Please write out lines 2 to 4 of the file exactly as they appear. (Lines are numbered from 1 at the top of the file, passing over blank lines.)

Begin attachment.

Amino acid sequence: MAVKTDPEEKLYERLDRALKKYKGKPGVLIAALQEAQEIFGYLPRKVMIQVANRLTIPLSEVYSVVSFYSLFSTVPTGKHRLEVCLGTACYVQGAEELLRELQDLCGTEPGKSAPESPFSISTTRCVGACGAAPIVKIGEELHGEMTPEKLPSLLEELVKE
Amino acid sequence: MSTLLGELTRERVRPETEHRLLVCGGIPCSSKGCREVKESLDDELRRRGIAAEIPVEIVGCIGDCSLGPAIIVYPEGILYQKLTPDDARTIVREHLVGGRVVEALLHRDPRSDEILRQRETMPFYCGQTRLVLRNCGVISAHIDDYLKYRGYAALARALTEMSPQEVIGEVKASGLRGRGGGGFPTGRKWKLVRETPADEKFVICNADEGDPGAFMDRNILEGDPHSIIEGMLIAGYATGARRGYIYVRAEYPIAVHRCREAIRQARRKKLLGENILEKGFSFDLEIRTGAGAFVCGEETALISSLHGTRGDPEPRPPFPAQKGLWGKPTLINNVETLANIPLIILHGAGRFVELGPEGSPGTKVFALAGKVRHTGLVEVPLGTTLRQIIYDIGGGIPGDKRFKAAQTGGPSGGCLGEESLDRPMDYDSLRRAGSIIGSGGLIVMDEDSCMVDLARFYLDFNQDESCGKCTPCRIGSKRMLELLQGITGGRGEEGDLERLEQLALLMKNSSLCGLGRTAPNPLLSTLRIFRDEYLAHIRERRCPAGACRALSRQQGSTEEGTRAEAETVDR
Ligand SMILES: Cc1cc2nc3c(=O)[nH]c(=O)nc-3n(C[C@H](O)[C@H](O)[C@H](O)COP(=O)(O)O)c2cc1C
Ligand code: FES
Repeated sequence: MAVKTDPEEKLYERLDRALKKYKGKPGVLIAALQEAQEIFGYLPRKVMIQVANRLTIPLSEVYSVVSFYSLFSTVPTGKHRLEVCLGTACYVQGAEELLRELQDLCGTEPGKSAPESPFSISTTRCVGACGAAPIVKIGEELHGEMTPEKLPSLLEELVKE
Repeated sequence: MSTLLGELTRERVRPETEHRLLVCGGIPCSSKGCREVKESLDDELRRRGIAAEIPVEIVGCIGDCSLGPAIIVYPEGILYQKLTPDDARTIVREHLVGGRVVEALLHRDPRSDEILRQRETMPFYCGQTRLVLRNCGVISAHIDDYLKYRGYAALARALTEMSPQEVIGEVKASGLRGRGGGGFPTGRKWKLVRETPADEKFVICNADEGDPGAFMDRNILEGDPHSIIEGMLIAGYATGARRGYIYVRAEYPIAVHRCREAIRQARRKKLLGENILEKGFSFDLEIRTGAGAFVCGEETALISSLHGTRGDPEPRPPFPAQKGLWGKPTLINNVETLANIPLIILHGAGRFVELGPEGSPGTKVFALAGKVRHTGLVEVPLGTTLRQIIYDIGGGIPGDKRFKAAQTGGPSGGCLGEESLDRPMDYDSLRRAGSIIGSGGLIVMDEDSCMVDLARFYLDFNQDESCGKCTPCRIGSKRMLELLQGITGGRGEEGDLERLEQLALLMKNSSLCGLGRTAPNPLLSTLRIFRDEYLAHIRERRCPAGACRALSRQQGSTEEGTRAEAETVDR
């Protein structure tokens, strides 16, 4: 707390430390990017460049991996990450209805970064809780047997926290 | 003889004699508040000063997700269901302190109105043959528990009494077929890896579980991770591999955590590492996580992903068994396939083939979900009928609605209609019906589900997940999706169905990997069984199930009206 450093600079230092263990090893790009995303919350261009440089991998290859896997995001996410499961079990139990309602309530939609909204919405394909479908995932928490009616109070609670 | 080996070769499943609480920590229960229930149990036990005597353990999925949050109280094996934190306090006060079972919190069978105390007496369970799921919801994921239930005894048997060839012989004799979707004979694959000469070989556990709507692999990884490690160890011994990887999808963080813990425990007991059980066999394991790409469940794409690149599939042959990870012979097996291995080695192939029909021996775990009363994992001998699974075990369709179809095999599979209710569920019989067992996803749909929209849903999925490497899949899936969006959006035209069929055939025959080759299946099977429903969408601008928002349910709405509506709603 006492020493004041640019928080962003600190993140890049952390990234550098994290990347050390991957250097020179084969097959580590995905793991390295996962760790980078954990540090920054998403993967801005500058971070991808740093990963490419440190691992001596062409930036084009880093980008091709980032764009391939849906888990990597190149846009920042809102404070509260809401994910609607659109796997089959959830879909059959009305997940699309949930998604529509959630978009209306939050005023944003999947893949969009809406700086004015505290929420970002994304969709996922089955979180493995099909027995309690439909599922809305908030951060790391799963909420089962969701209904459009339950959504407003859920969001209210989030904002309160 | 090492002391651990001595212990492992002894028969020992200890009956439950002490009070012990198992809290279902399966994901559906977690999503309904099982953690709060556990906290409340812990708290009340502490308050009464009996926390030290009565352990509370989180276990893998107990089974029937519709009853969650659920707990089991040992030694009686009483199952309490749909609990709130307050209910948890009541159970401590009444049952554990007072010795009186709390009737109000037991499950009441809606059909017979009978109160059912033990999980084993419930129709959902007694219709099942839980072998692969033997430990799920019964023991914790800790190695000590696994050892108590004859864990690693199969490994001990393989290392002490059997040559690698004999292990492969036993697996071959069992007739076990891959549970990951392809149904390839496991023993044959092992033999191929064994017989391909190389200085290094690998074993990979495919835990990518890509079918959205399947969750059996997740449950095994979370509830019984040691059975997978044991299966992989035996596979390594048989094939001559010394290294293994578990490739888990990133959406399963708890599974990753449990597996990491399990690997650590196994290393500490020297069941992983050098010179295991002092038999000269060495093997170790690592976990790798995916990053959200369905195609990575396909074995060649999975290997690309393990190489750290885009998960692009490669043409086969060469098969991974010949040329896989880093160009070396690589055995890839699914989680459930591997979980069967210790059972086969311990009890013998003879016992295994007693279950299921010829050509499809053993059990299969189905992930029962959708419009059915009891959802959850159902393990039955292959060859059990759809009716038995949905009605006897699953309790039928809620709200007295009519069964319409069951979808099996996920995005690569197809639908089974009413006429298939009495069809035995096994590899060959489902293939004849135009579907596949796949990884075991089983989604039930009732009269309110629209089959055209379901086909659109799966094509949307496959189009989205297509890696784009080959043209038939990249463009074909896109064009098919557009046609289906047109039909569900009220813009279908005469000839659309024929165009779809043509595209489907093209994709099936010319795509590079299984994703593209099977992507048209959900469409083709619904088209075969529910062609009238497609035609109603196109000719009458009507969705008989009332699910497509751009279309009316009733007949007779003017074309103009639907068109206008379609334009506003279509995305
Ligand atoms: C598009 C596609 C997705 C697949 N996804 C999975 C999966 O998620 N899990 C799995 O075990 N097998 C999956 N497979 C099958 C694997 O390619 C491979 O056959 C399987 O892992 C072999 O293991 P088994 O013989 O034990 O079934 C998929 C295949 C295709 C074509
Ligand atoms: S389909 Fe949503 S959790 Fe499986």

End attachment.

Amino acid sequence: MSTLLGELTRERVRPETEHRLLVCGGIPCSSKGCREVKESLDDELRRRGIAAEIPVEIVGCIGDCSLGPAIIVYPEGILYQKLTPDDARTIVREHLVGGRVVEALLHRDPRSDEILRQRETMPFYCGQTRLVLRNCGVISAHIDDYLKYRGYAALARALTEMSPQEVIGEVKASGLRGRGGGGFPTGRKWKLVRETPADEKFVICNADEGDPGAFMDRNILEGDPHSIIEGMLIAGYATGARRGYIYVRAEYPIAVHRCREAIRQARRKKLLGENILEKGFSFDLEIRTGAGAFVCGEETALISSLHGTRGDPEPRPPFPAQKGLWGKPTLINNVETLANIPLIILHGAGRFVELGPEGSPGTKVFALAGKVRHTGLVEVPLGTTLRQIIYDIGGGIPGDKRFKAAQTGGPSGGCLGEESLDRPMDYDSLRRAGSIIGSGGLIVMDEDSCMVDLARFYLDFNQDESCGKCTPCRIGSKRMLELLQGITGGRGEEGDLERLEQLALLMKNSSLCGLGRTAPNPLLSTLRIFRDEYLAHIRERRCPAGACRALSRQQGSTEEGTRAEAETVDR
Ligand SMILES: Cc1cc2nc3c(=O)[nH]c(=O)nc-3n(C[C@H](O)[C@H](O)[C@H](O)COP(=O)(O)O)c2cc1C
Ligand code: FES